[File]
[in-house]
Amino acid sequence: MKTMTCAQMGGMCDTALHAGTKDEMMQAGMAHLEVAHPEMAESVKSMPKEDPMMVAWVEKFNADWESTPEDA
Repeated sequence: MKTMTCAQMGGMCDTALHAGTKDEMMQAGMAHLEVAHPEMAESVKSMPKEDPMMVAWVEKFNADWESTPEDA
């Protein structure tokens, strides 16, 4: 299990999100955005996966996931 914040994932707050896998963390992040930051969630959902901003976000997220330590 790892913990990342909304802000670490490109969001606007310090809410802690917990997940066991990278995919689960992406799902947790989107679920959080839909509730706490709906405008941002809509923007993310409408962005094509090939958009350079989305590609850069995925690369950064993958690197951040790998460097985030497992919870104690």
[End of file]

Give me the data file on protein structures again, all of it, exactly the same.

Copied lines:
[in-house]
Amino acid sequence: MKTMTCAQMGGMCDTALHAGTKDEMMQAGMAHLEVAHPEMAESVKSMPKEDPMMVAWVEKFNADWESTPEDA
Repeated sequence: MKTMTCAQMGGMCDTALHAGTKDEMMQAGMAHLEVAHPEMAESVKSMPKEDPMMVAWVEKFNADWESTPEDA
């Protein structure tokens, strides 16, 4: 299990999100955005996966996931 914040994932707050896998963390992040930051969630959902901003976000997220330590 790892913990990342909304802000670490490109969001606007310090809410802690917990997940066991990278995919689960992406799902947790989107679920959080839909509730706490709906405008941002809509923007993310409408962005094509090939958009350079989305590609850069995925690369950064993958690197951040790998460097985030497992919870104690």